Following Sirisena’s denunciation of the Tamil diaspora, there were multiple arrests in June 2014 to bolster the story, until it mysteriously died out.

Finally, Sri Lankan governments use the LTTE regrouping narrative to distract public attention from national embarrassment. In March 2014, when Sri Lanka was confronting the challenge of a resolution in the United Nations Human Rights Council on setting up a probe on human rights atrocities during the civil war, the LTTE revival story emerged. It resulted in mass arrests and searches. The intimidation enveloped Balendran Jeyakumari, a prominent human rights activist, whose son’s disappearance was causing local and international discomfort to the Rajapaksa regime. The police alleged that Jeyakumari and her teenage daughter were harbouring an LTTE suspect in their home, an allegation she denied and is yet to be proven.

Usually, the story of an LTTE revival dies as soon as its purpose is fulfilled. However, there are inevitable casualties. Balendran Jeyakumari, the human rights activist, was labeled an LTTE sympathiser, separated from her only surviving daughter, and today, six years after her arrest, remains on bail despite no evidence of wrongdoing, which restricts her freedom and hobbles her work on advocating against disappearances.

In 2020, the narrative of an LTTE revival is being used for multiple purposes. There are at least four ways Rajapaksa’s government and political party – the SLPP – he heads, will stand to benefit.

First, by propagating the story of an LTTE revival vital issues that should be debated in public and in the media are replaced by hysteria springing from fearmongering. For instance, how many Sri Lankans know that the country sought a billion-dollar repurchase agreement (repo) from the New York Federal Reserve? This usually happens when a country’s liquidity dries up drastically. This is in addition to the $400 million currency swap Sri Lanka has requested from the Reserve Bank of India and loans from Chinese banks as the economy teeters on the brink of disaster.

Second, Sinhalese leaders know that the best way to unite Sinhalese voters is by pointing to the “other” – in this case, a violent adversary that had in the past inflicted pain. The story of a revival of the LTTE manipulated by Tamils overseas is particularly potent because of popular belief among the Sinhalese through a misreading of historical texts, that Tamils were evil foreign invaders.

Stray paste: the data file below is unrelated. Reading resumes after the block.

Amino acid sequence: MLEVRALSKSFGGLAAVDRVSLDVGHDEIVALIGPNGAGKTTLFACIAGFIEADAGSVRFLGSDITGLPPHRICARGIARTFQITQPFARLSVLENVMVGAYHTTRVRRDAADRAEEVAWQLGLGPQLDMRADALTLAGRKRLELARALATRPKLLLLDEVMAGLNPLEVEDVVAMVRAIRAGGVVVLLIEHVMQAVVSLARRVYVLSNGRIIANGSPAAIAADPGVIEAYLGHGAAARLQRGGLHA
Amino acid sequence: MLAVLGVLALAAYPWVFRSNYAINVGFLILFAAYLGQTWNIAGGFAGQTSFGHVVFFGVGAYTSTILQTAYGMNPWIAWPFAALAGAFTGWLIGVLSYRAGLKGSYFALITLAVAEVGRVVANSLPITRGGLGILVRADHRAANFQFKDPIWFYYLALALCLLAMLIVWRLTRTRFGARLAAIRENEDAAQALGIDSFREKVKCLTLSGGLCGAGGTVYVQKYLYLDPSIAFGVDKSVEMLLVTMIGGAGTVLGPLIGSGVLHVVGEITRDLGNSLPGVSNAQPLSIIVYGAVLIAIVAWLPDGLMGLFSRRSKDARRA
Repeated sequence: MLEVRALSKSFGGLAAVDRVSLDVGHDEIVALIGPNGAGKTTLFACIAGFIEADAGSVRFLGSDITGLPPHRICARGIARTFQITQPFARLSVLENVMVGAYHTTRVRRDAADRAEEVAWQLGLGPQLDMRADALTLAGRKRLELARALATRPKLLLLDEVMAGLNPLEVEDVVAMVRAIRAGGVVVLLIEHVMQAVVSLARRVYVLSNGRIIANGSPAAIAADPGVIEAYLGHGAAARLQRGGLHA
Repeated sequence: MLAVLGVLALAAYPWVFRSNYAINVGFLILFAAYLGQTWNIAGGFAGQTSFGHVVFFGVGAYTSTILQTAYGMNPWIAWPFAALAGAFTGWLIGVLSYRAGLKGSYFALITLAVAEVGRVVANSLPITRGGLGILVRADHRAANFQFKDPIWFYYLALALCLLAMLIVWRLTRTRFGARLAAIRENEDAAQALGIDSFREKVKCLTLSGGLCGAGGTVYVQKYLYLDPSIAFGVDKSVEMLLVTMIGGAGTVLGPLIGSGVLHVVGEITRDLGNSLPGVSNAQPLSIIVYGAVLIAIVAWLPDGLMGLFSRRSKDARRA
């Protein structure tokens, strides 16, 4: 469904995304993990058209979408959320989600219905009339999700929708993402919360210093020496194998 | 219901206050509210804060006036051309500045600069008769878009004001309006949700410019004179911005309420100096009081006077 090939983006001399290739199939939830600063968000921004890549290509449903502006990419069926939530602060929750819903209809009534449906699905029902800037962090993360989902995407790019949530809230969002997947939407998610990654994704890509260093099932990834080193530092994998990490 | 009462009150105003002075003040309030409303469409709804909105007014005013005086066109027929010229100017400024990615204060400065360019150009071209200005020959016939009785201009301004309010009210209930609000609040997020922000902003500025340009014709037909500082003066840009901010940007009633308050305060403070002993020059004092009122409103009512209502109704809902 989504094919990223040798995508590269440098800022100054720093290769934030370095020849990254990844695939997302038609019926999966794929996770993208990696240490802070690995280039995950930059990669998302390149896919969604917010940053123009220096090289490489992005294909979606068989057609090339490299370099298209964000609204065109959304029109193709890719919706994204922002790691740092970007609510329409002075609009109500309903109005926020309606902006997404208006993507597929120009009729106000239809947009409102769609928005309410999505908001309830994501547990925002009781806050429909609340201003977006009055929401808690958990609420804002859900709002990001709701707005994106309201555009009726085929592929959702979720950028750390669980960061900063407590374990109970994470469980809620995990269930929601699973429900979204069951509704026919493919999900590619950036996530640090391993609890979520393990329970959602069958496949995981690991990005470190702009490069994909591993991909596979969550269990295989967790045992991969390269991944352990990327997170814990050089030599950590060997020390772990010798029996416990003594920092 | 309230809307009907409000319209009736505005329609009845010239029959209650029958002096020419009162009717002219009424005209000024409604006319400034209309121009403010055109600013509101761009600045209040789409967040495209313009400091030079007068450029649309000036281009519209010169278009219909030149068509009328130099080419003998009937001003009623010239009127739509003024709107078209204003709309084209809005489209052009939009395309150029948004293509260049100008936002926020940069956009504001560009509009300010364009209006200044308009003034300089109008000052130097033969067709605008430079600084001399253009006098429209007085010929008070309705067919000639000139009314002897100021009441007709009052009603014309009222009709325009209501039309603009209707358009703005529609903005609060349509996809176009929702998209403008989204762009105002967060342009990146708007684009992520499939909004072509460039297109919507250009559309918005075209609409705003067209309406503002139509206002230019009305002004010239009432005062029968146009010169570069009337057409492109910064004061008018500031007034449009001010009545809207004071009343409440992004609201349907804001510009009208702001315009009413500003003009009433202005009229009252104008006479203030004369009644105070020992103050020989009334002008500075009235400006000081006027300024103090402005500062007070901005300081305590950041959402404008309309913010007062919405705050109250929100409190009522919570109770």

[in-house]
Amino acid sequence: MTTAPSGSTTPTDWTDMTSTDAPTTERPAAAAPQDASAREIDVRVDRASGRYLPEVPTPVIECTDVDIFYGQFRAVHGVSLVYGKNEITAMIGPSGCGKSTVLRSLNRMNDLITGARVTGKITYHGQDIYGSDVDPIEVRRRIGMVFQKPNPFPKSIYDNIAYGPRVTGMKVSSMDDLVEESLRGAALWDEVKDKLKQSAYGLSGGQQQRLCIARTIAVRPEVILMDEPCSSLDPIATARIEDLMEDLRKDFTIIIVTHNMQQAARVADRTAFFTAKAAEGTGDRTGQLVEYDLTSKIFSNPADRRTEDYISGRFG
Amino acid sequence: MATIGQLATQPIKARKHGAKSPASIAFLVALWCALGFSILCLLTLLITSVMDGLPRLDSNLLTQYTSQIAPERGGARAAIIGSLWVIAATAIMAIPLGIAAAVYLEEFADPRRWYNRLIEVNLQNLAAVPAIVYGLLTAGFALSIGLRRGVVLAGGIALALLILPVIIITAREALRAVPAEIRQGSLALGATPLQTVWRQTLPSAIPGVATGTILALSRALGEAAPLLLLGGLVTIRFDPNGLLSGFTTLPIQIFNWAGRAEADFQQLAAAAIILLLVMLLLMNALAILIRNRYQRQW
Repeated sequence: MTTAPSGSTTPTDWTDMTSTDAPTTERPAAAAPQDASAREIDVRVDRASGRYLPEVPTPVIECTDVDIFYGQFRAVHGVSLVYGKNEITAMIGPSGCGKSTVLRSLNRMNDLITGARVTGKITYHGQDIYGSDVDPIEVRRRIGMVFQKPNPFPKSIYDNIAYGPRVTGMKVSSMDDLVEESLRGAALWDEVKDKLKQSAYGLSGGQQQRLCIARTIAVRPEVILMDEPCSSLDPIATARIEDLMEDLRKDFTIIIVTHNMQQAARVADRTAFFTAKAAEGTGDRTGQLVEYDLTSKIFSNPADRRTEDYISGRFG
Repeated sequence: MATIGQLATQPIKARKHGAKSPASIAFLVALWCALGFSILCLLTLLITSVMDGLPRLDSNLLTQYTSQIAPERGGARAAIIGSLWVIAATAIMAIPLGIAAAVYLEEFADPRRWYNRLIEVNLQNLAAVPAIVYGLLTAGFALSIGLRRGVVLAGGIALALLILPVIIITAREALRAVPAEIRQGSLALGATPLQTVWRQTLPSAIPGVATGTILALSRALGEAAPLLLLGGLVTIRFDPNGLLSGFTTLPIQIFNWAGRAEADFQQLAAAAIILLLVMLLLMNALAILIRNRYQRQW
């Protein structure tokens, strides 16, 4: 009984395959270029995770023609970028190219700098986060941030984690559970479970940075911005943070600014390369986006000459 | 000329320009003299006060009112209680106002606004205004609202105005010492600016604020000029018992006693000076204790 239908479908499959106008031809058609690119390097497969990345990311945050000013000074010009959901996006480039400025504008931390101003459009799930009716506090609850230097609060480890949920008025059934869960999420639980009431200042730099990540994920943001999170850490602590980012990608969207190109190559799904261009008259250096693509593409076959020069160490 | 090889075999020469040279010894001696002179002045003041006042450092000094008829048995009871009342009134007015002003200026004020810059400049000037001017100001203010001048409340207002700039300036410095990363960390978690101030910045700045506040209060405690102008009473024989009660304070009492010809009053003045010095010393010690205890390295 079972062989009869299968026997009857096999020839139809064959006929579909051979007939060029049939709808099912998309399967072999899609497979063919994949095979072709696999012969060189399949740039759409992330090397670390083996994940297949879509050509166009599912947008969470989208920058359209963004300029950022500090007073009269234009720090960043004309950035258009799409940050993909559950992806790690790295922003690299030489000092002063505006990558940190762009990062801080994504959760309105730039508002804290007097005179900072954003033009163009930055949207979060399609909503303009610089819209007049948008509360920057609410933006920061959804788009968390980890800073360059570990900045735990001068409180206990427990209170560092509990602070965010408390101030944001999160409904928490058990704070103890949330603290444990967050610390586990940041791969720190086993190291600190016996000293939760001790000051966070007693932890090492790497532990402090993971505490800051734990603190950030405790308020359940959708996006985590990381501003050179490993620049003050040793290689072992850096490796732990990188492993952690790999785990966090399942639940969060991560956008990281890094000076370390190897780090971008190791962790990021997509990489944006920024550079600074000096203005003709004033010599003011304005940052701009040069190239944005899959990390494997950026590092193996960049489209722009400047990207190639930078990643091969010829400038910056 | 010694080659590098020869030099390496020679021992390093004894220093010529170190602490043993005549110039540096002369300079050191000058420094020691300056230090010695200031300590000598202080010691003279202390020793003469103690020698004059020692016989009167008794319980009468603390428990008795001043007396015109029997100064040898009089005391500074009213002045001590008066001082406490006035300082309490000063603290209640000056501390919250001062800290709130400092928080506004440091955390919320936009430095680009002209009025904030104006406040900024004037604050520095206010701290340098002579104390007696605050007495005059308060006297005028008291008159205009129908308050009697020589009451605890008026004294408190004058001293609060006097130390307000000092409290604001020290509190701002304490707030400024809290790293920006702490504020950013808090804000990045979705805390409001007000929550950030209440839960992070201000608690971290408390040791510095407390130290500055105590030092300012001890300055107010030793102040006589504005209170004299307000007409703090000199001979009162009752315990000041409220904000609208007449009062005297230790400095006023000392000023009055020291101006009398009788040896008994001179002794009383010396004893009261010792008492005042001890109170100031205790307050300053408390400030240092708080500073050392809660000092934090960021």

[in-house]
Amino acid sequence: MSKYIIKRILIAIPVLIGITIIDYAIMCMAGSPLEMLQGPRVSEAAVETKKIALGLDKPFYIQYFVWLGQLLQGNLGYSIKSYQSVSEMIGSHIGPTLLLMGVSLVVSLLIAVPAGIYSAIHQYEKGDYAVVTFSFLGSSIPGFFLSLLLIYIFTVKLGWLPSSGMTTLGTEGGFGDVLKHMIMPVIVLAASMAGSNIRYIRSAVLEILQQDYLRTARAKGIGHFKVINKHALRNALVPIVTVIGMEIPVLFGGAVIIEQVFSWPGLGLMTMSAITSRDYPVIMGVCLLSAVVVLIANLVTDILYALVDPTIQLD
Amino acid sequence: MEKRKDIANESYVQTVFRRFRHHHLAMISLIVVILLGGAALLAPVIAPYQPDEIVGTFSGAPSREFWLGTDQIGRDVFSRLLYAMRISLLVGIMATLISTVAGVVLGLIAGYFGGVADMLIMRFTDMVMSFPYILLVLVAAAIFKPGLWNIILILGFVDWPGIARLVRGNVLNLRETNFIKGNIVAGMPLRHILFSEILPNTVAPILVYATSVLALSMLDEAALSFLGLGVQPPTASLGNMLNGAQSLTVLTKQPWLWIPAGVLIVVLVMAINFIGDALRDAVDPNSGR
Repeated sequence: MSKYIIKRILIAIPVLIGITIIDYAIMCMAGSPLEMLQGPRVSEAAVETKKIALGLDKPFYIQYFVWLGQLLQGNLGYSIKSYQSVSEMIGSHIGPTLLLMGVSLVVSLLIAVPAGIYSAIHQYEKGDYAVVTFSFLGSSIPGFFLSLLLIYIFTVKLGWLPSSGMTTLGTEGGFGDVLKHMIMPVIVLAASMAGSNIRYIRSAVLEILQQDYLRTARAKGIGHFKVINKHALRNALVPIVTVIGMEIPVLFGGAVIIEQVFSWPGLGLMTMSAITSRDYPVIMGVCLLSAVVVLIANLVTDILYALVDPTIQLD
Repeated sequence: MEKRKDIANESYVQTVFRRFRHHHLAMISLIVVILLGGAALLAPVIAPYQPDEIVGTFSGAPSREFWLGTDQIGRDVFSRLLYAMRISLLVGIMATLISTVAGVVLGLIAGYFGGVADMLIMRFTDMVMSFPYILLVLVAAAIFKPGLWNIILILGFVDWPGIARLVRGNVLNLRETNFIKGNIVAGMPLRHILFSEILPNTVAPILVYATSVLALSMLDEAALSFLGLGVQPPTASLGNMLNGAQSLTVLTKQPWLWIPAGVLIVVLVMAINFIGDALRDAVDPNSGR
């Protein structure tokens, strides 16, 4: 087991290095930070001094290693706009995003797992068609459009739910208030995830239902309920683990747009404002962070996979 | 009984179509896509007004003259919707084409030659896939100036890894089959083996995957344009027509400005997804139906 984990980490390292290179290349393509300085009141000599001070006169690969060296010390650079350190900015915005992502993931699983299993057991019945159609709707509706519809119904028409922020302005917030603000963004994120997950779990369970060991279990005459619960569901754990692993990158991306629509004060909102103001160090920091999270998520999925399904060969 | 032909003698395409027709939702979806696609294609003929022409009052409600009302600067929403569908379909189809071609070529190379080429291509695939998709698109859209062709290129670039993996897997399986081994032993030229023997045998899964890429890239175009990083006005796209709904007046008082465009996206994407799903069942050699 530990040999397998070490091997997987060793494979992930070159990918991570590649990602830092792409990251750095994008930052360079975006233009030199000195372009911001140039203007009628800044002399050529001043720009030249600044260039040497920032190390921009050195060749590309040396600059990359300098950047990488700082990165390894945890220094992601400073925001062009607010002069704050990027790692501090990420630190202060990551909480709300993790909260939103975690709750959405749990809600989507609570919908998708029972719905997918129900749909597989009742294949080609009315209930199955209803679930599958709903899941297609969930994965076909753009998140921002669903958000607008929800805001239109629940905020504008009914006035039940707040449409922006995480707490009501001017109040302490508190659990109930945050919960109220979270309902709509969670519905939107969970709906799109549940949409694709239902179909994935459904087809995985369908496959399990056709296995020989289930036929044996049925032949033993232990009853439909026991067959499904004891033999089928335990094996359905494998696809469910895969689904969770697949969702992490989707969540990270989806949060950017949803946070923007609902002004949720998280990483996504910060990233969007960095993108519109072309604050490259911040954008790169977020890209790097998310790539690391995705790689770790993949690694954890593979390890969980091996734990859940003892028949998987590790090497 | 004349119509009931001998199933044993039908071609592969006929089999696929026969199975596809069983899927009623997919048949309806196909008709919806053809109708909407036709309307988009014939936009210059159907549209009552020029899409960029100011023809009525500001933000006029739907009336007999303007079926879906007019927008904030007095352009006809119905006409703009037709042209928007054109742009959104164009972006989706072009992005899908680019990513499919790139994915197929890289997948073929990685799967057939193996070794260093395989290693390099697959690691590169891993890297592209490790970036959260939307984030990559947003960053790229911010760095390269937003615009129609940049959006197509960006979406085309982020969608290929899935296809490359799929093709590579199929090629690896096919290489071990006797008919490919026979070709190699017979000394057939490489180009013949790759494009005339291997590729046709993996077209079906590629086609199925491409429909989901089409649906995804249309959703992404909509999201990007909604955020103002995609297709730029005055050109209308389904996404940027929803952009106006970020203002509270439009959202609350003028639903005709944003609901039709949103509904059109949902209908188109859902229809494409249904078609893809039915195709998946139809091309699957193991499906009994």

Third, by exploiting the LTTE regrouping story more draconian measures can be imposed on the Tamil population that is already terrorised by unrelenting surveillance and intimidation. This will yield fruit both during elections but later too as Colombo moves to stifle protests on political prisoners, disappearances, and land grabbing.

Finally, the resurgence of terrorism helps Sri Lanka to continue to receive overseas military assistance. For instance, there is friction between Colombo and Washington over the former’s refusal to sign the status of forces agreement in the face of looming Chinese assertiveness. Also, the U.S. responded by imposing travel restrictions on war crimes suspect Lieutenant General Shavendra Silva and his family after his appointment as Sri Lanka’s army commander. Meanwhile, the UK government has announced a human rights sanctions regime, although Sri Lankan individuals or organisations are not on it. Neither the U.S. nor the UK are known to have stopped security assistance to Colombo, but there is nothing like the story of a possible terrorist threat for military aid to keep coming.

Gotabaya Rajapaksa knows only too well that the bogey of an LTTE revival has compelling logic to activate various sources of power he has at his disposal to strengthen coercive control over the population. Unless Sri Lankans – especially the Sinhalese who have generally supported him to date – and the international community resist his moves fast, the country will descend to economic chaos and political dictatorship.